Different types of additional due diligence measures have now also been listed in the 5th AML Directive. For the sake of harmonisation, the Directive now also lists the possible countermeasures against such high-risk countries, such as refusing to establish subsidiaries, branches or representative offices.

The Belgian AML law stipulates that the obligation to report can be extended to cash, transactions and situations involving natural or legal persons domiciled, registered or established in a high-risk country.[17]

As a result of the implementation of the 5th AML Directive[18], the preliminary draft sets out the following enhanced due diligence measures that obliged entities must take with regard to business relationships or occasional transactions involving persons or structures in high-risk third countries:

  1. obtain additional information on the customer and the beneficial owner(s);
  2. obtain additional information on the intended nature of the business relationship;
  3. obtain information on the source of the funds and the source of the assets of the customer and the beneficial owner(s);
  4. obtain information on the reasons for the intended or performed transactions;
  5. obtain approval from senior management in order to enter into or maintain the business relationship;
  6. conduct enhanced monitoring of the business relationship by increasing the number and frequency of checks and selecting transaction patterns which require further investigation; and,
  1. where applicable, ensure that the first payment is made through an account in the customer’s name with a credit institution whose due diligence standards imposed on customers are no less stringent than those set out in this AML law.

In addition, the preliminary draft stipulates that the King, by Royal Decree deliberated in the Council of Ministers, taken on the advice of the supervisors of the obliged entities concerned:

1°        may require the obliged entities to apply one or more additional due diligence measures to persons and legal entities carrying out transactions related to high-risk third countries. This may involve the following measures:

  • a) the introduction of enhanced relevant reporting mechanisms or the systematic reporting of financial transactions; and/or
  • b) the limitation of business relationships or transactions with natural persons or legal entities from high-risk third countries.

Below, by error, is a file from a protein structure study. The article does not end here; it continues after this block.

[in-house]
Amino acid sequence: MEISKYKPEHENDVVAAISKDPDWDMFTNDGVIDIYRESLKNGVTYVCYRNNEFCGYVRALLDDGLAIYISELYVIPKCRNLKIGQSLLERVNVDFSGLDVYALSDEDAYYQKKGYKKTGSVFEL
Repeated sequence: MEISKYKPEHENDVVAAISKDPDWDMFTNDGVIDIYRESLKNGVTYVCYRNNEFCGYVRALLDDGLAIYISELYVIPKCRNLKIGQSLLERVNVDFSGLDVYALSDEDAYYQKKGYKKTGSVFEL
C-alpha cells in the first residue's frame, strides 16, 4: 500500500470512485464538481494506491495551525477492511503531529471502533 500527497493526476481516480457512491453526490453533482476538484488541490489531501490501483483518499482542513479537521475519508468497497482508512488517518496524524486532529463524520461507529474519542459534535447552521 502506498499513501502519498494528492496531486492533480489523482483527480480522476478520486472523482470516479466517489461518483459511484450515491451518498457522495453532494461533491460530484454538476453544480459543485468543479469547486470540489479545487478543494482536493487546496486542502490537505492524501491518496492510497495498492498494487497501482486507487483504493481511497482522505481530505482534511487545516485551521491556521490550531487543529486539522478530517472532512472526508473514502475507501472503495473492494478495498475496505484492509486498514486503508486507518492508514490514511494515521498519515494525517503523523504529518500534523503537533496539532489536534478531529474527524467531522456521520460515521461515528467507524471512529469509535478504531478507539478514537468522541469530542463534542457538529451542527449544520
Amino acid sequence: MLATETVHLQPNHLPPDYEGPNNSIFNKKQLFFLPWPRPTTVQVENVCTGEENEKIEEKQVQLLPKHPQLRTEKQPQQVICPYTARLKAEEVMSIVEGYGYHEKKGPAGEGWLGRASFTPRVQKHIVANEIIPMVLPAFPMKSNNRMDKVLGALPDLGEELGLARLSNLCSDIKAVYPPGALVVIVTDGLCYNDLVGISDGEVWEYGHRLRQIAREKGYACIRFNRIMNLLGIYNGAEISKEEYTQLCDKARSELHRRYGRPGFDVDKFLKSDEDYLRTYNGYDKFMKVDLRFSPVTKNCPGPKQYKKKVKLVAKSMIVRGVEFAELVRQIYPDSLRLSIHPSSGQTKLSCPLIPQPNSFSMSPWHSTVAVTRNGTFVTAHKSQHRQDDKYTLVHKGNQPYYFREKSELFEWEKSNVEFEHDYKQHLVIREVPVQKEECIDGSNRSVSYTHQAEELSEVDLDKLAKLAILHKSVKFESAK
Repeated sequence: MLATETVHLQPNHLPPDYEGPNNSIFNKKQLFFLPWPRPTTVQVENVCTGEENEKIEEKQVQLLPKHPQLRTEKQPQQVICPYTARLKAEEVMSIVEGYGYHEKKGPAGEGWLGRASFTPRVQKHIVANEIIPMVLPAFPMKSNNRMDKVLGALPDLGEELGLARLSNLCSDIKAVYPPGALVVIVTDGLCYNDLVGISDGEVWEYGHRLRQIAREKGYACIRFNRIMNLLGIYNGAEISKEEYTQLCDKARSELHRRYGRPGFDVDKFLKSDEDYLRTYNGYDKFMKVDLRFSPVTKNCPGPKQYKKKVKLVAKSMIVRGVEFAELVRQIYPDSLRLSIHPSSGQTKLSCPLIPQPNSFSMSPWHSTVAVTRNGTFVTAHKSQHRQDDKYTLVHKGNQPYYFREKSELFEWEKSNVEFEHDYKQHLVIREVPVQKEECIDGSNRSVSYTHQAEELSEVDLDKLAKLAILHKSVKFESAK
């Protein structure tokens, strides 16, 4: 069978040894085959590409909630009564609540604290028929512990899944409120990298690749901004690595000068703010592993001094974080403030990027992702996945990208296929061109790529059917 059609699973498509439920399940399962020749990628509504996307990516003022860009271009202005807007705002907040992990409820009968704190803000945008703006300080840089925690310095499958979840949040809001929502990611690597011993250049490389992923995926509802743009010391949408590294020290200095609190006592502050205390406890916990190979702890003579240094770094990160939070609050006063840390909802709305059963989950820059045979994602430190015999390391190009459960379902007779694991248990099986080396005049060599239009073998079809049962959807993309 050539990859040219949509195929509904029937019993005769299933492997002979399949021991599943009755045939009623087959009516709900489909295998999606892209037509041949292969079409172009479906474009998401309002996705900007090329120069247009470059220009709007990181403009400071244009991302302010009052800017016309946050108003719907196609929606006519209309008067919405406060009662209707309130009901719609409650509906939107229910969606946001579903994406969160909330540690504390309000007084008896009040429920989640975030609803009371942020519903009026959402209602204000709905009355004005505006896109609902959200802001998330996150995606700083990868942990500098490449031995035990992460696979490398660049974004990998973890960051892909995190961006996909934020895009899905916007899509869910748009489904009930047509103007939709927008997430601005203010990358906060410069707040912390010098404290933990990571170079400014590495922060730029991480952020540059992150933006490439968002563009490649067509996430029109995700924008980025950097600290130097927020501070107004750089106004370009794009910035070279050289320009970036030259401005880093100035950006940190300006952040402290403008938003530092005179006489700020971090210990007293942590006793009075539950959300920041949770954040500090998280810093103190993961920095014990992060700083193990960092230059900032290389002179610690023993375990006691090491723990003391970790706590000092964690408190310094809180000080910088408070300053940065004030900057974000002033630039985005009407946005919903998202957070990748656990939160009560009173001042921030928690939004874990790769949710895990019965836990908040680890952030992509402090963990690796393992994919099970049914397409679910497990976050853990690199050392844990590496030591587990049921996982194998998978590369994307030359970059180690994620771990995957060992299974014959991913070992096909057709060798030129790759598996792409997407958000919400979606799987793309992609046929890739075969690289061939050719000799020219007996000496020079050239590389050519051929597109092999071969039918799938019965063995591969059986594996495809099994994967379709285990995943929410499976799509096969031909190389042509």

2°        one or more of the following measures may be applied with regard to high-risk third countries:

  • a) refuse the establishment of subsidiaries, branches or representative offices of obliged entities from the country concerned, or otherwise take into account the fact that the obliged entity concerned comes from a country that does not have adequate AML/CFT instruments;
  • b) prohibit obliged entities from establishing branches or representative offices in the country concerned, or otherwise take into account the fact that the relevant branch or representative office would be located in a country that does not have adequate AML/CFT instruments;
  • c) impose stricter prudential supervision or external audit requirements for subsidiaries and branches of obliged entities established in the country concerned;
  • d) prescribe higher external audit requirements for financial groups in respect of their subsidiaries or their branches in the country concerned;
  • e) force the obliged entities referred to in Article 5, § 1, 4° to 7°, 9° to 14° and 16° to 22° to review and amend or, if necessary, terminate correspondent relations with respondent institutions in the country concerned.

4. Reinforced rules on the exchange of and access to information

a) Increased ability for the CTIF-CFI to obtain all the information they need

To step up the fight against terrorist financing, the 5th AML Directive aims to strengthen the powers of financial institutions and to facilitate cooperation between Financial Intelligence Units (FIUs). The focus should be on international cooperation between the various FIUs and cooperation between the obliged entities and the FIU. In this respect, is also important that information from obliged entities flows directly to the FIU and that FIUs can obtain information without an obliged entity reporting a suspicious transaction. It should be emphasised here that the requests for information must be based on precise elements.

An FIU should therefore be able to provide information following a request from another FIU and share this information with the requesting FIU. In Belgium, these powers of the CTIF-CFI have already been incorporated into existing anti-money laundering legislation.[19]

b) Access for competent authorities and the CTIF-CFI to the data collected in the land register